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Encyclopedia > U.S. Marshals

The United States Marshals Service, part of the United States Department of Justice, is the United States' oldest federal law enforcement agency. Their mission is to protect the Federal courts and ensure the effective operation of the judicial system. The United States Department of Justice (DOJ) is a Cabinet department in the United States government designed to enforce the law and defend the interests of the United States according to the law and to ensure fair and impartial administration of justice for all Americans. ... The United States of America — also referred to as the United States, the U.S.A., the U.S., America, the States, or (archaically) Columbia—is a federal republic of 50 states located primarily in central North America (with the exception of two states: Alaska and Hawaii). ... The U.S. Constitution, adopted in 1789 by a constitutional convention, sets down the basic framework of American government in its seven articles. ...

Contents

Duties

Since 1789, U.S. Marshals and their deputies have provided many different services, from taking the census to protecting the President. Today, the Marshals Service is responsible for providing protection for the federal judiciary, transporting federal prisoners, protecting endangered federal witnesses and managing assets seized from criminal enterprises. In addition, the men and women of the Marshals Service are responsible for 55 percent of arrests of federal fugitives. 1789 was a common year starting on Thursday (see link for calendar). ... A census is the process of obtaining information about every member of a population (not necessarily a human population). ... President of the United States - Wikipedia /**/ @import /skins/monobook/IE50Fixes. ...


Organization

The United States Marshals Service is based in Alexandria, Virginia and is headed by a Director, who is assisted by a Deputy Director. The Headquarters serves to provide command and control and cooperation for the disparate elements of the service. The Headquarters is divided into several divisions headed by Assistant Directors and directly controls the Special Operations Group and several other organizations. The Federal Court System is divided into 12 Regions, each having a US Marshal who is also the District US Marshal for the United States district courts in which the Region is headquartered. Each of the 94 Federal Judicial Districts has a US Marshal, an Assistant US Marshal and as many Deputy and Special Deputy US Marshals as needed. The Director and each United States Marshal is appointed by the President of the United States and is confirmed by the Senate. The District US Marshal is traditionally appointed from a list of qualified Law Enforcement persons for that district or State. Each state has at least one District, while several have three or more. Alexandria is an independent city in the Commonwealth of Virginia. ... Generally a director is a person or one of a body of persons appointed to manage the affairs of a government agency, company, corporation, group or project. ... The United States district courts are the general trial courts of the United States federal court system. ...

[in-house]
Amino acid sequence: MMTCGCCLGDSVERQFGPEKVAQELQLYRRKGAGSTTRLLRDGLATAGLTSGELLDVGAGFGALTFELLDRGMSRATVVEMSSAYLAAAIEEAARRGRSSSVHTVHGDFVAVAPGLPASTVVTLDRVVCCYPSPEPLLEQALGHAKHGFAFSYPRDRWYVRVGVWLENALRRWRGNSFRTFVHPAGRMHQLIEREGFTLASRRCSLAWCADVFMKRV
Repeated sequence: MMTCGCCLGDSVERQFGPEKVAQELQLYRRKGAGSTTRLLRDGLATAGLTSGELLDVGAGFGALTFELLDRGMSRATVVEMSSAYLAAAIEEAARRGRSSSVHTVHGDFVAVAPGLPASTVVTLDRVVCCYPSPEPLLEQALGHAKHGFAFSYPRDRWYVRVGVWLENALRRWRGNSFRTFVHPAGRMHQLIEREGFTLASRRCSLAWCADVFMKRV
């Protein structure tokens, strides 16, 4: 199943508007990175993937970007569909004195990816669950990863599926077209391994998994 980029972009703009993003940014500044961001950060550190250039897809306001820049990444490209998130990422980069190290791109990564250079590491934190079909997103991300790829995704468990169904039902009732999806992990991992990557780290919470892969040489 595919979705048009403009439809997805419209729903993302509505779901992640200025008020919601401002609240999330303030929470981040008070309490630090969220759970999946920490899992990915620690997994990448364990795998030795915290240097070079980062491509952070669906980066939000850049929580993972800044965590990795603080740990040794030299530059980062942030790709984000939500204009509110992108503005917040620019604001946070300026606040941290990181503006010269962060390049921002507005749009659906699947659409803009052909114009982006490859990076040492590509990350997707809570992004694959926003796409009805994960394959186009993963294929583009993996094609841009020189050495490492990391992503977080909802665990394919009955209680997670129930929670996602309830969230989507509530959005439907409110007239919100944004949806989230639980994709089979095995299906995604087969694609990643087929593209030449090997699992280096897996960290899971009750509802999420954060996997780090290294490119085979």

History

The offices of U.S. Marshal and Deputy Marshals were created by the first Congress in the Judiciary Act of 1789, the same legislation that established the federal judicial system. Special Deputies were allowed to be recruited as local hires or as temporary transfers to the Marshals' Service of other federal law enforcement officers. Marshals were also authorised to swear in a posse to assist them in manhunts and other duties. The Marshals were given extensive authority to support the federal courts within their judicial districts and to carry out all lawful orders issued by judges, Congress, or the President. The Congress of the United States is the legislative branch of the federal government of the United States of America. ... Judiciary Act of 1789 The Judiciary Act of 1789 (1 Stat 73) established the entire federal judiciary, which initially consisted of a Supreme Court of six judges, 3 circuit courts, and 13 district courts. ... Posse Comitatus can refer to: In common law, Posse Comitatus refers to a means of law enforcement in unusual circumstances. ...